> suppliers in California, I am told, have made the decision to change
> packaging. This seems to be in keeping the national TV campaign by
> ziplock type plastic bag manufacturers to convince consumers that
> salad ingredients at home should be stored in airtight bags to promote
> freshness and allow consumers to keep vegetables longer.
> I am aware of the Chinese debacle a few years back when they packaged
> mushrooms in airtight containers and discovered that the mushrooms
> continued to respire for a time after packaging. An anaerobic
> environment was created and botulism was the result.
People should be aware that different kinds of plastic films differ
greatly in oxygen permeability. Botulinum requires very low oxygen to
grow. This, along with the whole issue of ethylene and senescence,
makes this subject a lot more complicated than it appears.
Manufacturers of packaging know a lot about these things and should be
> problem being courted by sprout producers/supermarkets and/or ziplock
> bag manufacturers? If the mushroom model applies, a real problem may
> be brewing in the USA. Or, are sprouts radically different than
Sprouts tend to have problems with aerobic organisms that grow on seed
exudates during production.
PS. Here are a couple relevant abstracts:
U: Varoquaux,-P.; Albagnac,-G.; The,-C.N.; Varoquaux,-F.
TI: Modified atmosphere packaging of fresh beansprouts.
SO: J-sci-food-agric. Sussex : John Wiley & Sons Limited. Feb 1996.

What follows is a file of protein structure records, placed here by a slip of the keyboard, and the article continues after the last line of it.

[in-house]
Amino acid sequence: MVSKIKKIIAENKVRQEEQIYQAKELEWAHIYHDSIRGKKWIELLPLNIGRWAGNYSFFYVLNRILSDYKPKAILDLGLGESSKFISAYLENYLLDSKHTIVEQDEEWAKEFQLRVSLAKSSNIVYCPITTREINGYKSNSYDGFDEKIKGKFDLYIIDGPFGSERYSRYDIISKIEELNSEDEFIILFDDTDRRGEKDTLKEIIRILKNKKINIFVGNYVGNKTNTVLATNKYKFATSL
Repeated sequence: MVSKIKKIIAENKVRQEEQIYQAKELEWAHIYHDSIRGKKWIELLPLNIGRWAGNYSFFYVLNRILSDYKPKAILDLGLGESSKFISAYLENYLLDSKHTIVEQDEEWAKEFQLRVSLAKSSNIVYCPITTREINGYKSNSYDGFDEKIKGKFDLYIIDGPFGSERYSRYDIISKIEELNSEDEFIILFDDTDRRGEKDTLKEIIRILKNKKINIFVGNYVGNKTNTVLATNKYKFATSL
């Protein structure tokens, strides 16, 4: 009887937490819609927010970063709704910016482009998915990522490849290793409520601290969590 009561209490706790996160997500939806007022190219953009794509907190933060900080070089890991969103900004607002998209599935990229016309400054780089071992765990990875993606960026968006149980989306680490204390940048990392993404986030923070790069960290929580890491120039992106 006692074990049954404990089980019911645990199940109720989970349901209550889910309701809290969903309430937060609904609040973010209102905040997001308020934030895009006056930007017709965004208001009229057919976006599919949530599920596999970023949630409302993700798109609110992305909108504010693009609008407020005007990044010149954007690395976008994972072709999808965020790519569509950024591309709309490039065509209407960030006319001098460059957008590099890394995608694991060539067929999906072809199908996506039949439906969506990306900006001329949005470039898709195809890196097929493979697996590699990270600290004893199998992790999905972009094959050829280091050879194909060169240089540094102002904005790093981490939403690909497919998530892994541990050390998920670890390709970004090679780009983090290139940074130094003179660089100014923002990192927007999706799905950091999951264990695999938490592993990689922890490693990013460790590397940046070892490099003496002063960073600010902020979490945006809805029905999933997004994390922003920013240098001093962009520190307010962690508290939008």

v. 70 (2) p. 224-230.
CN: DNAL 382-So12
AB: Freshly harvested beansprouts displayed a respiration rate of
about 1 mmol O2 kg-1 h-1 at 10 degrees C which was strongly dependent on
temperature, a 10-fold increase being observed every 16.5 degrees C (z =
16.5 degrees C, ie Q10 = 4.4). This commodity is also characterised by a
high initial microbial load (about 10(7) cells g-1). During storage at
various temperatures from 1 to 20 degrees C, oxygen uptake rates
dramatically increased with time and this phenomenon was well correlated
with the development of aerobic microorganisms which reached 10(9) cells
g-1 after 2 days at 20 degrees C or 9 days at 1 degrees C. Beansprouts
were packaged in films, with permeabilities ranging from 950 to 200000
ml O2 m-2 day-1 atm-1, and stored at 8 degrees C. Due to plant and
microbial metabolism, oxygen concentrations decreased steadily within
all packs until the onset of plant tissue decay. The latter occurred
after 5-6 days with the least permeable films but did not occur within
when the film permeability was over 100000 ml O2 m-2 day-1 atm-1.
However, such films favoured brown discolouration, exudation texture and
breakdown. The orientated polypropylene film (OPP) induced anoxic
condition within 2 days and favoured anaerobic metabolism and necrosis
of the sprouts. In all packages there was a rapid development of aerobic
microorganisms and lactic acid bacteria that resulted in the
accumulation of acetate and lactate and a decrease in pH. Thus, it
clearly appeared that tissue decay was enhanced by microbial activity.
At 8 degrees C 0.24 m2 of film per kg of sprouts provided the optimal
atmosphere composition (ie 5% oxygen and 15% carbon dioxide) when a film
permeability of 50000.
ml O2 m-2 day-1 atm-1 was used. These conditions allowed a shelf-life
of 4-5 days.
TI: Pathogenic microorganisms associated with fresh produce.